If your course of study is for six months or more, you will qualify for treatment through the National Health Service (NHS) from the beginning of your stay, on the same basis as anyone who is ordinarily resident in the UK. Your family will also be entitled to NHS treatment. You are entitled to free treatment in NHS hospitals and you may register as a patient with a local doctor (GP – General Practitioner). To register, you should complete Form HS 22X, which is available from any Health Centre or at the University Student Health Centre. Most Health Centres have female as well as male doctors.
If your course of study is for less than six months, you will not be entitled to NHS hospital treatment, except in an emergency. GPs may agree to treat you for free, but this will usually be limited to urgent treatment that cannot be delayed until you return home. You will have to pay for any other treatment as a private patient. It is therefore very important that you take out medical insurance for the duration of your visit to the UK.
The UK has reciprocal health care agreements with countries in the European Economic Area (EEA) and certain other countries. EEA national students and their families should fill out form E128 in their country of residence. This form entitles the holder and his or her family to full NHS treatment on the same basis as students who are studying for six months or more. Students from other countries with reciprocal health care agreements may be covered for certain treatments, but may still need to take out limited medical insurance. Please contact the health authorities in your home country for advice.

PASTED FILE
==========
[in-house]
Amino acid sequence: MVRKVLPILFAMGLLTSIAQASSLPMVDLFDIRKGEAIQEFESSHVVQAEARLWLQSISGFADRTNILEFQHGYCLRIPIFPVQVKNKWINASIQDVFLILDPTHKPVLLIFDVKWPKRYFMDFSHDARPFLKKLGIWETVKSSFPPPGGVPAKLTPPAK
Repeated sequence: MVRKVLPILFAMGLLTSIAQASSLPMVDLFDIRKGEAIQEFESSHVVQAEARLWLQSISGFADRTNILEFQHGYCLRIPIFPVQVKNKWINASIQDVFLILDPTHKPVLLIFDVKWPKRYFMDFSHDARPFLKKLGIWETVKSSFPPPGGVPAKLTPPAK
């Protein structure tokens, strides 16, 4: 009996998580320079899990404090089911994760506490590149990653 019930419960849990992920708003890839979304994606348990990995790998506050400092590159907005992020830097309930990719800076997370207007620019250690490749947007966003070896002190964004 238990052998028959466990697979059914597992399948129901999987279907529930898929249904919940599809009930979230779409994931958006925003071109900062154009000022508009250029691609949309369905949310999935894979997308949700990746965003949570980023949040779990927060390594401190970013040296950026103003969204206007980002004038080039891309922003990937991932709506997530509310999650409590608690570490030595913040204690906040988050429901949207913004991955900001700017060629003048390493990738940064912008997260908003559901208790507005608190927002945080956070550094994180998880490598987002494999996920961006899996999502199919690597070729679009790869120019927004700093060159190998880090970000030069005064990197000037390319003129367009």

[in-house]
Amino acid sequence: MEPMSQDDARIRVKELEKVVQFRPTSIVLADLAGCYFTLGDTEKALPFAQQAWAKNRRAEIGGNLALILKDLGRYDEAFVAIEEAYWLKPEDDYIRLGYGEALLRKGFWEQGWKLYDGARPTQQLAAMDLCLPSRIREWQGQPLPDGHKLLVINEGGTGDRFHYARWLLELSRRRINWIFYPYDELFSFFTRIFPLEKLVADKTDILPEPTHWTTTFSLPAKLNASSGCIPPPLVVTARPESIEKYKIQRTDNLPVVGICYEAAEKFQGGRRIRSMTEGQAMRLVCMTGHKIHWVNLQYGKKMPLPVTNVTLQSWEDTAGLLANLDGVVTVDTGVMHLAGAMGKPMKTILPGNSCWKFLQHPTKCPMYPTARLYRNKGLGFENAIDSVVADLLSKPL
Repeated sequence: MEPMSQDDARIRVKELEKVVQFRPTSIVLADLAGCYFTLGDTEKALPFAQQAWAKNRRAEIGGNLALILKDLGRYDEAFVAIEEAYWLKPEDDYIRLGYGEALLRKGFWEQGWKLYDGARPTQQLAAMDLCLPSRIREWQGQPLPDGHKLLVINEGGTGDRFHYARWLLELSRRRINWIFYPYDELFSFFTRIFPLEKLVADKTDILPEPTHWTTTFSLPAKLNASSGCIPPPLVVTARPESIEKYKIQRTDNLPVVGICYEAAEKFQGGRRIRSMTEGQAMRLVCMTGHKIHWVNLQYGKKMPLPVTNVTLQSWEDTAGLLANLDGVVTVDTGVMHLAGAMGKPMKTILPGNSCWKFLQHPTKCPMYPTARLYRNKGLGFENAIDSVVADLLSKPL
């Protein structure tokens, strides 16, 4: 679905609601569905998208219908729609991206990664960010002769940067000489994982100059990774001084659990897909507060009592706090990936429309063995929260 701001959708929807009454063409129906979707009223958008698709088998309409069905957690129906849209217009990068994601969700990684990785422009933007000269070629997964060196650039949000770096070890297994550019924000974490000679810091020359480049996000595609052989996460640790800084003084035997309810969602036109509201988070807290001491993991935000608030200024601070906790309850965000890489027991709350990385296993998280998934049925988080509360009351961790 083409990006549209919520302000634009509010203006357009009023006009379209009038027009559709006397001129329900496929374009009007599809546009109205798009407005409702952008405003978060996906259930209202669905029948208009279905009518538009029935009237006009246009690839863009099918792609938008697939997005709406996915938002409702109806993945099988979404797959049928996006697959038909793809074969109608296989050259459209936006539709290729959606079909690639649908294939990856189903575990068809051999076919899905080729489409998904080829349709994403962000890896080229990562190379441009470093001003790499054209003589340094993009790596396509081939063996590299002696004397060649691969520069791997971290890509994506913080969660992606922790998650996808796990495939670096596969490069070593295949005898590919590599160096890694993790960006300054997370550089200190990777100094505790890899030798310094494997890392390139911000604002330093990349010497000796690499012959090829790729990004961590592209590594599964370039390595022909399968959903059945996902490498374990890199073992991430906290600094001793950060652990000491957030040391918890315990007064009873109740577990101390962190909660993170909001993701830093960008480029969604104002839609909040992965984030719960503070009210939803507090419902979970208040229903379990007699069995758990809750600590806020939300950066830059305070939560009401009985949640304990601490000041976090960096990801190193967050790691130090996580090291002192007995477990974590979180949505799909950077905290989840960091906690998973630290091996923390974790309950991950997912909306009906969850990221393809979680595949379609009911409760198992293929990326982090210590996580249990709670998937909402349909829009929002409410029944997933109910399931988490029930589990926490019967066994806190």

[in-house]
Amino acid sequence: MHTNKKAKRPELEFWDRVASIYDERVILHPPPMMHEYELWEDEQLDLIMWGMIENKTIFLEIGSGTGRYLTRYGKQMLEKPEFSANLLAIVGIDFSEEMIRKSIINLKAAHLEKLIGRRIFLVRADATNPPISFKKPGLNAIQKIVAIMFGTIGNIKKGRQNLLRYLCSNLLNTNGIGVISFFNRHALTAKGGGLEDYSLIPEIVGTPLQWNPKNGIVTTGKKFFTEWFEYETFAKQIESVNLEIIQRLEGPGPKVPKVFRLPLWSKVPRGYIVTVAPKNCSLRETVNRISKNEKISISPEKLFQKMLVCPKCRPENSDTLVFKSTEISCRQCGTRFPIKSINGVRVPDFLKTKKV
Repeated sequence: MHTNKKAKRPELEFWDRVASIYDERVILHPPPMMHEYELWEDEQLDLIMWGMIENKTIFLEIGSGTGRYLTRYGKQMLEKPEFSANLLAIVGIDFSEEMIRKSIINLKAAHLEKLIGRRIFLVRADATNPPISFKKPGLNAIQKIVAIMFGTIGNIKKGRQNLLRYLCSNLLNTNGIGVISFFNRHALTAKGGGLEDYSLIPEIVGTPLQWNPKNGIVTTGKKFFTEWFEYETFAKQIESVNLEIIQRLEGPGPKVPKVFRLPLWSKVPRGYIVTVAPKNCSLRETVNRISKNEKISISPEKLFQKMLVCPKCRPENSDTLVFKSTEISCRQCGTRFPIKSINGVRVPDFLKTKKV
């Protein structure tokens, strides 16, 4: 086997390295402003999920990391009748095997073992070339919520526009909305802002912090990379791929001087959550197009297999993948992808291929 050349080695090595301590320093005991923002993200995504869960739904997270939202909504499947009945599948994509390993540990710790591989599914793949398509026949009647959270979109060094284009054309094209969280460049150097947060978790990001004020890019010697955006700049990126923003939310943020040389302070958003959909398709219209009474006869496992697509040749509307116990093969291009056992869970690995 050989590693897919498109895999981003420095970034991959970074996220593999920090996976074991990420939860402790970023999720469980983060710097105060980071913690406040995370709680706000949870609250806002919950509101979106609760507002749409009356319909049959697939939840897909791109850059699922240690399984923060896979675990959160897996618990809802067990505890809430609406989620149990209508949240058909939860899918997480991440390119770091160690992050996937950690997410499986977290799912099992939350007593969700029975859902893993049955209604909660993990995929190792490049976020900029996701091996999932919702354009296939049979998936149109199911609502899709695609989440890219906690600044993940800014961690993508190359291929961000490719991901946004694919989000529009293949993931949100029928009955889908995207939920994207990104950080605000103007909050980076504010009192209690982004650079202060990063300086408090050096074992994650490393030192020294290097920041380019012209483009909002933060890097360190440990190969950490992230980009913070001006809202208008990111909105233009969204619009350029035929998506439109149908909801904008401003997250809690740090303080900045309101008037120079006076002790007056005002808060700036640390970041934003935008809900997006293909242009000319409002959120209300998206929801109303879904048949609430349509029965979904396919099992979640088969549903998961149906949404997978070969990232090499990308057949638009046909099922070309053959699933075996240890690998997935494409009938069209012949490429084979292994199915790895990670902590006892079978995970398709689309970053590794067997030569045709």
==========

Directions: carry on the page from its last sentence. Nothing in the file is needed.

It is advisable that students who are only here for approximately three months, and on regular long-term medication, should bring sufficient supplies with them. Medication from another country is not always prescribable in the U.K.
General medical supplies (vitamin supplements, painkillers, cough medicines etc.), health products, toiletries and cosmetics are available from local chemists and many supermarkets. For specific drugs and medicine, you will need to get a prescription from your doctor and this will be dispensed at a local pharmacy at the NHS rate of £3 per item. You will normally have to pay for dental and eye treatment.
For more information about keeping healthy during your studies, and advice on health care costs, you might like to refer to the UKISA website.
The Department of Student Support is here to help students to achieve the maximum benefit from their University life. Their purpose is to assist students, not only in relation to academic achievement, but in their social and personal development, and to help them plan their future careers.
Other useful information for students with disabilities may be found on the Skill website.
The University of Ulster is committed to the continuous well-being of all its students and visitors and we have developed information relating to Swine Flu for you to access. Please visit the Swine Flu information webpage.